Let us get back to the visit to Victory by Graham Pyman. Like so many charismatics, Pyman is a thoroughly nice fellow, as an human being. But, God does not look upon our niceness. He looks into our hearts and minds. It is these that determine God’s presence or not.

Pyman says Victory does not call what is happening a ‘revival’, but he obviously hopes it will turn into one. Many claim ‘revival’ when there is nothing of the sort. And, in my experience, charismatic activities are definitely nothing of the sort. Pyman, too, speaks of a tangible anticipation... always a great way to begin a meeting, because, even if the meeting is a dud, expectations will carry a congregation through on a wave! It is simple conditioning. If they spoke of awe and silent dread, because God is there, I might listen more closely.

Pyman said Taylor gave a short, powerful sermon, the Gospel. But, this was presented in Arminianistic style, for he then called people forward to make a ‘decision’. Like his friend, Robinson, Pyman uses the same language, but without defining what he means by such things as “hunger for God”, “love and faith for Jesus”, and so on. As I keep repeating, the way charismatics think of them is very different from the biblical concept. And, there is no need to call ones’ self ‘charismatic’ anyway, for all labels are human devices, a step away from what Christ intended for His Church.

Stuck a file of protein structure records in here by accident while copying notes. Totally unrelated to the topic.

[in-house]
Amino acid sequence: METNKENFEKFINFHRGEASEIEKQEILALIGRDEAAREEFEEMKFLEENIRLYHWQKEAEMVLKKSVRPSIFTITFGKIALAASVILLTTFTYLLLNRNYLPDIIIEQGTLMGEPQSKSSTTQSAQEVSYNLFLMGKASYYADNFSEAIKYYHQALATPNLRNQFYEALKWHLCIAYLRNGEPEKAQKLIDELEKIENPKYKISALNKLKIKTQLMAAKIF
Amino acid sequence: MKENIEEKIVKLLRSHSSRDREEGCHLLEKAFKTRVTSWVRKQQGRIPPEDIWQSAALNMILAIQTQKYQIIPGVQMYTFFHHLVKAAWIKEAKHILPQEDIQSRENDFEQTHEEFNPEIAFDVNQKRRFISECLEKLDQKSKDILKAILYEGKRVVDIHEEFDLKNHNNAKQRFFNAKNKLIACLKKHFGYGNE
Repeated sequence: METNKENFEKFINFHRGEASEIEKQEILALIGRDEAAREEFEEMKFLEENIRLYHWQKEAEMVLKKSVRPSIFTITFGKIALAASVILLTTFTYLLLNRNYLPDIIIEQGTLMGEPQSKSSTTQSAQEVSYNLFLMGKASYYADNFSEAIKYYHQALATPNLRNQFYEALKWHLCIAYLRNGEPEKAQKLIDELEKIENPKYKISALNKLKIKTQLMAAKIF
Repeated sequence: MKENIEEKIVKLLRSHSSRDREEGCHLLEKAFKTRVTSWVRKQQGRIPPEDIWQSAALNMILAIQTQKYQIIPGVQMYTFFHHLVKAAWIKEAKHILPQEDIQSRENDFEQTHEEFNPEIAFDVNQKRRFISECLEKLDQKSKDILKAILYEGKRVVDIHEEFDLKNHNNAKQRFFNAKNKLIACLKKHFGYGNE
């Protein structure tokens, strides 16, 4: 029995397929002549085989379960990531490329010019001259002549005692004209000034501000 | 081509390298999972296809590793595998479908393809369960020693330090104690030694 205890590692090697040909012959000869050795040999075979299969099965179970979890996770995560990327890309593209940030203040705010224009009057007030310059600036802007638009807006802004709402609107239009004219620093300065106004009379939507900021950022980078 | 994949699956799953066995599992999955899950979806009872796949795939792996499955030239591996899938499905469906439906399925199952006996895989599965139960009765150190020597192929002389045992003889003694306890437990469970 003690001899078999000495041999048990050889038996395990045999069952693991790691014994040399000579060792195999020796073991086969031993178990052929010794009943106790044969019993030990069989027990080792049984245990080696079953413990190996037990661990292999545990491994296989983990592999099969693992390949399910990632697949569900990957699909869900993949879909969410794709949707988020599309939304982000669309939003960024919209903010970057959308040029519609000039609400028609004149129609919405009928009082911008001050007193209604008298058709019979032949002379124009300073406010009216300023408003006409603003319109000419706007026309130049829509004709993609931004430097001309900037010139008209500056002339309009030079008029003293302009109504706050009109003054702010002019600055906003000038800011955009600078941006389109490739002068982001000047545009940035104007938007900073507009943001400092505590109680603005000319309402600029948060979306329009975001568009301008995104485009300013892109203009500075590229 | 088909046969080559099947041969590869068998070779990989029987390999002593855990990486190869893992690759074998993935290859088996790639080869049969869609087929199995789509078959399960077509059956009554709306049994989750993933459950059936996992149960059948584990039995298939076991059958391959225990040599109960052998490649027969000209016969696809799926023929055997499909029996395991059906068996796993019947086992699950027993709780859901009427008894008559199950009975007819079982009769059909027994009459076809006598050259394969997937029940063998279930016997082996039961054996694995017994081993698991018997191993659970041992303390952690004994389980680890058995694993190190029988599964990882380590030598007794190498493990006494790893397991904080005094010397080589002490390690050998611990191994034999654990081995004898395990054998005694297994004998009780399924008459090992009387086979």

Pyman says Victory was already “serving their community” before the ‘outpouring’. This is another point of discomfort, for it smacks of ‘community church’ where the church is led not by Christ but by a desire to serve the unsaved. We are to preach the Gospel to them, not ‘serve’ them. Can you see the difference? The local church is NOT about serving the unsaved community, but about individual saved people meeting together. As individuals they might witness to the unsaved (as and when led by God, but not guaranteed), and a preacher might speak to them, but it is not our task to give ourselves to the unsaved on a routine basis, as a church, in ‘community service’. Do you see what I mean? Victory appears to follow the insidiously-growing ‘seeker’ model. It is a model now adopted by the recently apostate WEST seminary, copying the USA’s Mars Hill and Saddleback churches.


I can only conclude from what I have read, but this is legitimate. The church and pastors are charismatic, and this alone is a black mark. Though watered-down, the activity at Victory church is merely the Toronto Blessing. I say this because it has all the hall-marks of charismatic falsity.